Our West Michigan Lawmakers React To Governor Snyder’s Speech

LANSING, Mich. – If you think of Governor Rick Snyder’s third State of the State address as a road map for the upcoming year, you can think of the lawmakers in Lansing as the people using the map.

As they look at the map, there are certain markers along the way the governor wants to his legislators to look for. One such marker are Michigan roads. Gov. Snyder says he wants drivers in Michigan to help pay $1 billion to pay for repairs this year alone.

“Infrastructure is a very important thing of what we need to do,” said newly elected Democratic state representative Winnie Brinks from Grand Rapids. “My concern is that we aren’t asking middle class taxpayers to fit the bill.”

Rep. Colleen Lamonte of Norton Shores, another newly elected Democrat, said companies hauling their freight on Michigan roads need to pay more for upkeep. “Let’s make sure they are paying their fair share of the upkeep we need for our roads,” she said.

In response, West Michigan Republican representative, Lisa Lyons said she doesn’t have answers yet, but she looks forward to talking about it. “This isn’t about class, this is about everyone, especially with our roads.”

“The last thing I want to do is raise taxes, but it’s got to be something that is on the table,” said another Republican, Peter MacGregor from Rockford. “No one wants pay more, but look at the issue that is at hand.”

When it comes to education, the governor wants to focus on the youngest learners and make it a priority to allocate funds for preschool age students.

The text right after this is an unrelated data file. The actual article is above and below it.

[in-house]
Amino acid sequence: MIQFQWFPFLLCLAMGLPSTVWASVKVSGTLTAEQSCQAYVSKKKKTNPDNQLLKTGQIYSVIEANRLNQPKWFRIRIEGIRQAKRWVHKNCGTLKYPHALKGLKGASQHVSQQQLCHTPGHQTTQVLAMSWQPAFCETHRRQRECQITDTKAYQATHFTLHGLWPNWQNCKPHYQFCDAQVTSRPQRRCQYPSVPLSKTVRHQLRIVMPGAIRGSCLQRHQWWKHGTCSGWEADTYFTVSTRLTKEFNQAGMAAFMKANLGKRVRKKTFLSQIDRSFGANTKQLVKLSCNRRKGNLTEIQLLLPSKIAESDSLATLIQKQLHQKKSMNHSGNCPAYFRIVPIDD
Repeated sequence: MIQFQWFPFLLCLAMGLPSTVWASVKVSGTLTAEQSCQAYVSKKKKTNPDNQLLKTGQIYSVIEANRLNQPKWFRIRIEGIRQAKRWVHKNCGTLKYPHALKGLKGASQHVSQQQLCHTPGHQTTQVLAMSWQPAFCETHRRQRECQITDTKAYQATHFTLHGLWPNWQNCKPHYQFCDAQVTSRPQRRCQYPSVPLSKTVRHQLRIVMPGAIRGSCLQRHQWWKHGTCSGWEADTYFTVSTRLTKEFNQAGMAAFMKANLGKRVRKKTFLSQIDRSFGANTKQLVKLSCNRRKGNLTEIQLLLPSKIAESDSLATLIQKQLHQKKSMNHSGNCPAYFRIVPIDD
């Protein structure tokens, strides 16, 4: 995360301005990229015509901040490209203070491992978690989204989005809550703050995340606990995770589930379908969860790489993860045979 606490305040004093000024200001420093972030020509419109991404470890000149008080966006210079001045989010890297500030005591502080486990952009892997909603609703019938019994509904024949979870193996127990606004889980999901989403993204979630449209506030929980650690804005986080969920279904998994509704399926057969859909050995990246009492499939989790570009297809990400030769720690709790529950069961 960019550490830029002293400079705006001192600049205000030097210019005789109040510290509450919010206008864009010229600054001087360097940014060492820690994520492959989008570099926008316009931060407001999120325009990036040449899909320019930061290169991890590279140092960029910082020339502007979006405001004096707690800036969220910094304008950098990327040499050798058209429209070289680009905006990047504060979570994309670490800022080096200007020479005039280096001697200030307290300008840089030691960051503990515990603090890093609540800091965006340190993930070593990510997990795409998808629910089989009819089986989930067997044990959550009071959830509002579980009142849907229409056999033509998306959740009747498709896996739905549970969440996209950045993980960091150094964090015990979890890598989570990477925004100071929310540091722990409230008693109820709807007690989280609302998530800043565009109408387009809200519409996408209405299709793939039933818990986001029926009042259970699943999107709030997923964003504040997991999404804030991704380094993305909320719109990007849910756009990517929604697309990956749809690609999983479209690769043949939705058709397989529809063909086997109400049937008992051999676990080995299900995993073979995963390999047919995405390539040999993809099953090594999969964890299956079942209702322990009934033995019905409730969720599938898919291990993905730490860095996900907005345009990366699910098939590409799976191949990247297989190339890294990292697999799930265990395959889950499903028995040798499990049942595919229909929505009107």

In response to that idea, Rep. Brinks said she was glad Gov. Snyder was talking about schools. “I’m glad he is talking about early childhood investment.  I want to see how that is going to get paid for.”

“Our schools are struggling,” Rep. Lamonte said. “We have more schools operating at budget deficit than we ever did.  If quality education is what we want, we need to find the political will to fund it.”

Rep. Lyons said she thinks the governor’s plan will work. “We also put $200 million back into the school aid fund, so I am a little perplexed at what they are getting at, because we are doing a great job of keeping that a priority.’

If any of the governor’s priorities are to survive this year and become reality, it will take lawmakers working together.

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5 comments

  • CHANGE IN 2014

    ALL YOU LOWER AND MIDDLE CLASS WORKERS BETTER GRAB YOUR ANKLES. BECAUSE HERE COMES THAT BILLION DOLLAR TAX BREAK FOR THE RICH AND BIG BUSINESS THAT THE GOVENOR GAVE AWAY. GOV. RICK "BEN DOVER" SNYDER IS TAPPING ON YOUR SHOULDER!
    SO TAKE IT LIKE A MAN, AND STAND UP AND SMILE…..

  • Bob

    Way to go Fox 17 – cut off the end of the Govenor's speech just to hear Christian Frank recap what we just heard – would have been much better to hear the end of the speech than to cut it short for a waste of a commentary.

  • BOB

    Another comment – your "new" website is terrible, and the morning show is just a repeat of the 10pm news from the night before.
    Some national news high lites would certainly help

  • Terry

    Recalling thoughts of 2 structures in the State of Michigan that I have seen on a road trip .. Don't we have major highways that were half built .. years ago??? One on the West side of the State by Benton Harbor .."Highway to Nowhere" .. and one up by Mackinaw … "OOPS we can't connect We are off a few feet"… Who paid for that?

  • James C. Walker

    The correct way to fund roads is to reset the fuel tax rates to account for the inflation over the last 16 years, and to index it for automatic adjustments in the future so the revenues keep pace with actual costs. Fuel taxes: are proportional to use, encourage more fuel efficient vehicles, charge visitors to the state, tend to reduce fuel demand for imported oil, and are a very fair user fee.

    Large increases in registration fees where the 20,000+ mile driver pays the same as the low income widow who drives 2,500 miles per year are inherently unfair.

    Tell your state Representatives and Senators to raise the funds with a much fairer change in fuel taxes.

    James C. Walker, National Motorists Association, Ann Arbor, MI